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JG Farrell in His Own Words: Selected Letters and Diaries
JG Farrell in His Own Words:  Selected Letters and Diaries


 
Our Price:39.00
Authors: Lavinia Greacen
Affiliation: is author of Chink: a Biography (Macmillan 1990)
Publication Year: Hardback 2010
Pages: 478
Size: 234 x 156mm

ISBN: 9781859184288
Qty:

Description
 

The novelist J.G. Farrell known to his friends as Jim was drowned on August 11, 1979 when he was swept off rocks by a sudden storm while fishing in the West of Ireland. He was in his early forties. ...Had he not sadly died so young,... remarked Salman Rushdie in 2008, ...there is no question that he would today be one of the really major novelists of the English language. The three novels that he did leave are all in their different way extraordinary....

Foreword by John Banville

The Siege of Krishnapur, the second of Farrell's Empire Trilogy, won the Booker Prize in 1973, and it was selected as one of only six previous winners to compete in the 2008 international 'Best of Booker' competition. The strength of American interest in Farrell's books is underlined by the inclusion of all three Trilogy novels in the Classics imprint of the New York Review of Books.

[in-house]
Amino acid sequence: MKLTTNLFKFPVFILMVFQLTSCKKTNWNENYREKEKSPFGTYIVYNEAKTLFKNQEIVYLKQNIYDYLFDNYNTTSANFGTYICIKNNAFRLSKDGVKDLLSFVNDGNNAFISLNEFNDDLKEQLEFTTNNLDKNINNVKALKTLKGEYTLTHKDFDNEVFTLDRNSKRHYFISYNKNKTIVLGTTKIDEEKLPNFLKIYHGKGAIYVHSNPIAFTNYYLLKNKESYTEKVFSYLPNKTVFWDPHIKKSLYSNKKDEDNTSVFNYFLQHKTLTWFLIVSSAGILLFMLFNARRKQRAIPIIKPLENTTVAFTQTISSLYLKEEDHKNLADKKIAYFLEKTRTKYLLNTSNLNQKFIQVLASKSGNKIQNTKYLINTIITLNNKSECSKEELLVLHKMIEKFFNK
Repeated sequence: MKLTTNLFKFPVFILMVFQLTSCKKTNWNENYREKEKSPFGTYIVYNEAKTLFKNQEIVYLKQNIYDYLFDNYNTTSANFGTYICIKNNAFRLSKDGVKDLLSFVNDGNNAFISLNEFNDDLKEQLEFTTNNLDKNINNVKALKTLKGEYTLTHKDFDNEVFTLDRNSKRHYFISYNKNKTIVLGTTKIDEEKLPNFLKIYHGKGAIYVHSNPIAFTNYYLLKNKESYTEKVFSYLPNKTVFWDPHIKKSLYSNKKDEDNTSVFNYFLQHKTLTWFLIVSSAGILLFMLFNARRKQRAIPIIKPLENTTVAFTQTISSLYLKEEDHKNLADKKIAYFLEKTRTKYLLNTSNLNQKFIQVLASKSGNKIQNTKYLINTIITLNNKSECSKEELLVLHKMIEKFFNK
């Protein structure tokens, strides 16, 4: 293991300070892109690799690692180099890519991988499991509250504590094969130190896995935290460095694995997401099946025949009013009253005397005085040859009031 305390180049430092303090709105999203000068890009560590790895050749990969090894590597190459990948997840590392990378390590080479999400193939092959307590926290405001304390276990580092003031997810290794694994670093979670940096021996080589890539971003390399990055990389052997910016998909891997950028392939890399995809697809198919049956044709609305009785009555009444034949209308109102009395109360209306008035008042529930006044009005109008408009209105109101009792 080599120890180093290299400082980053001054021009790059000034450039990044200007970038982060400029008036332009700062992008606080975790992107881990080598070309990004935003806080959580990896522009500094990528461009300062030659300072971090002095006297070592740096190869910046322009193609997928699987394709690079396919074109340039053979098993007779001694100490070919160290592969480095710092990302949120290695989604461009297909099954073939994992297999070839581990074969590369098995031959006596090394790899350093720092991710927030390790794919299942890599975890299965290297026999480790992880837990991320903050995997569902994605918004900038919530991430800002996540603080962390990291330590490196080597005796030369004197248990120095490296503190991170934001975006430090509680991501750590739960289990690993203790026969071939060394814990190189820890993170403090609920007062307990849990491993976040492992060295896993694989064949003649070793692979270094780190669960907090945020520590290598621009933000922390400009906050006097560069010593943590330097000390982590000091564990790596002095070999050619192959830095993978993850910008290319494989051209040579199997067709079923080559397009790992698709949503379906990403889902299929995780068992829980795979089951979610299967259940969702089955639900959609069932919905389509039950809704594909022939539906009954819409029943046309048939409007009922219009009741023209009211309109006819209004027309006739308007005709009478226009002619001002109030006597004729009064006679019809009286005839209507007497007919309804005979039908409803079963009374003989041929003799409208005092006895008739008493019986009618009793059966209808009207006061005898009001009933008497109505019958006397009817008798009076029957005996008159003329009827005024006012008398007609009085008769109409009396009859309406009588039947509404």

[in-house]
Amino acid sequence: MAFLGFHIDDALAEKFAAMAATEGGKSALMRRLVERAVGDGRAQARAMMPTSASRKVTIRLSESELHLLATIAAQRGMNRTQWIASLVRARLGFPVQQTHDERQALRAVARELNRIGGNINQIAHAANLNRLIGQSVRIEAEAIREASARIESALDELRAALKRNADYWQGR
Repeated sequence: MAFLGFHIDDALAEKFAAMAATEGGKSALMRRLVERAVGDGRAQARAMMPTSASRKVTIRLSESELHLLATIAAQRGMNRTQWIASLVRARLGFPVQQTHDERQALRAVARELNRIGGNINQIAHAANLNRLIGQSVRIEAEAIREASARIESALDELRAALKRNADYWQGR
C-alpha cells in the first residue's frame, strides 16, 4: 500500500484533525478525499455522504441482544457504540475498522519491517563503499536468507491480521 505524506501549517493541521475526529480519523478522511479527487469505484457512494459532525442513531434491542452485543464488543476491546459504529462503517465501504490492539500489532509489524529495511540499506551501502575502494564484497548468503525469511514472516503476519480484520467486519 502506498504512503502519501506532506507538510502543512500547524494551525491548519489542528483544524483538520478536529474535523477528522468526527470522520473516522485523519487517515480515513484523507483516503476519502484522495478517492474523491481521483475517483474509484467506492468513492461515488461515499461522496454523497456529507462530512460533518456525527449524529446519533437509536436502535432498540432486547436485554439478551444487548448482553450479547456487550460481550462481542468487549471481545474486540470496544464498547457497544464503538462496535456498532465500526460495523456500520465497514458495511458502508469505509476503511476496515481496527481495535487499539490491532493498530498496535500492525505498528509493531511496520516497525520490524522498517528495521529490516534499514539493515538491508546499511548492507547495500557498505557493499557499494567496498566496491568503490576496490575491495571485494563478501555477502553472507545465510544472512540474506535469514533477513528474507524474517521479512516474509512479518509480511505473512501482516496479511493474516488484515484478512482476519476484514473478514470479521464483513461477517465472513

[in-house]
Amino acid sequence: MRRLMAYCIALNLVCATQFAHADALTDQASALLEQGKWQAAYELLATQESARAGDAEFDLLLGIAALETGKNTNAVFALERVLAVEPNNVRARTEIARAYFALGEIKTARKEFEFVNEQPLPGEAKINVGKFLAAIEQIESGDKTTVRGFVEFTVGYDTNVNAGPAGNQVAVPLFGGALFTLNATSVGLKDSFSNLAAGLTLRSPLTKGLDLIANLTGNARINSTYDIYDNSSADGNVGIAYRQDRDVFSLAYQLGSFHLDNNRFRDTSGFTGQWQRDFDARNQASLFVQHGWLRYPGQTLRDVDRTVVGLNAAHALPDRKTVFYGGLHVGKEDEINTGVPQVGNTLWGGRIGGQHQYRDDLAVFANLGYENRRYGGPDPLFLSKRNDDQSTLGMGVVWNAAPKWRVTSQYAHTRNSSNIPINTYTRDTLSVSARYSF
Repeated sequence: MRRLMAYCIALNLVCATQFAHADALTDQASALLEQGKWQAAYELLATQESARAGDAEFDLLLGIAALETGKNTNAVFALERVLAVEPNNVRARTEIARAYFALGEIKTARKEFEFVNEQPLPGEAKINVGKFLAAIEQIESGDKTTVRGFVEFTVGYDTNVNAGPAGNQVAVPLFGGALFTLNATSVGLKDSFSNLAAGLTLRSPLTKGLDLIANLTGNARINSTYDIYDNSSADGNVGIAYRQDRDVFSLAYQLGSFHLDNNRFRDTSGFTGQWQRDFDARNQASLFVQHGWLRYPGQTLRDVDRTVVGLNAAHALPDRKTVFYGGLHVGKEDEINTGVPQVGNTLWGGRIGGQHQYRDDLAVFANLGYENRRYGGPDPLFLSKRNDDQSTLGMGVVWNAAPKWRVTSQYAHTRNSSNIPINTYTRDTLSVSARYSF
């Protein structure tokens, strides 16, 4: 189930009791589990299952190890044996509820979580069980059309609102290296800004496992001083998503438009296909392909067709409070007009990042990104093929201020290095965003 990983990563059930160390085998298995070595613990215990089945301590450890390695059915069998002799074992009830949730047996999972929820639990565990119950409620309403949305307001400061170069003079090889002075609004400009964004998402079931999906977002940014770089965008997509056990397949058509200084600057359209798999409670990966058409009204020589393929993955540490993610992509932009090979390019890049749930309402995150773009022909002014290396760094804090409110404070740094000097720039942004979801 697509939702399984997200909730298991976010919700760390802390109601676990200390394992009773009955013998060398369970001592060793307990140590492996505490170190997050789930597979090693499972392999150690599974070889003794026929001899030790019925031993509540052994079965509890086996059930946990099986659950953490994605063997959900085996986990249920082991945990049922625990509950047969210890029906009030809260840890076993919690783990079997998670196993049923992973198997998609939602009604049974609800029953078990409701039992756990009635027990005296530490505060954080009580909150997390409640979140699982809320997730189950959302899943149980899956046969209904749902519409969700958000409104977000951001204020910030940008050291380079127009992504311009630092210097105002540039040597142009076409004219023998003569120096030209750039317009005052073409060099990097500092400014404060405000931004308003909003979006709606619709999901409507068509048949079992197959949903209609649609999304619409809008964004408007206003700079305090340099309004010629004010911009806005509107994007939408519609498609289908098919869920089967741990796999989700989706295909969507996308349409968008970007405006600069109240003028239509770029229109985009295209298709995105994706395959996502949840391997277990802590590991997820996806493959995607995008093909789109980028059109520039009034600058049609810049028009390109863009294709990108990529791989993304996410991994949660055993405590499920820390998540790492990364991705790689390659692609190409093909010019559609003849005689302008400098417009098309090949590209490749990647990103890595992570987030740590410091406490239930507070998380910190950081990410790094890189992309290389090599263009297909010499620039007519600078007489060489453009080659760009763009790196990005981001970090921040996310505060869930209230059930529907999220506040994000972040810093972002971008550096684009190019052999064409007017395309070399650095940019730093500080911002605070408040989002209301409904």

Many of these selected letters are written to women whom Jim Farrell loved and whom he inadvertently hurt. His ambition to be a great writer in an age of minimal author's earnings ruled out the expense of marriage and fatherhood, so self-sufficiency was his answer. Books Ireland has astutely portrayed him as 'a mystery wrapped in an enigma, a man who wanted solitude and yet did not want it, wanted love but feared commitment, reached out again and again but, possibly through fear of rejection, was always the first to cut the cord.' But Farrell's kindness, deft humour and gift for friendship reached across rejection, which must account for why so many such letters were kept.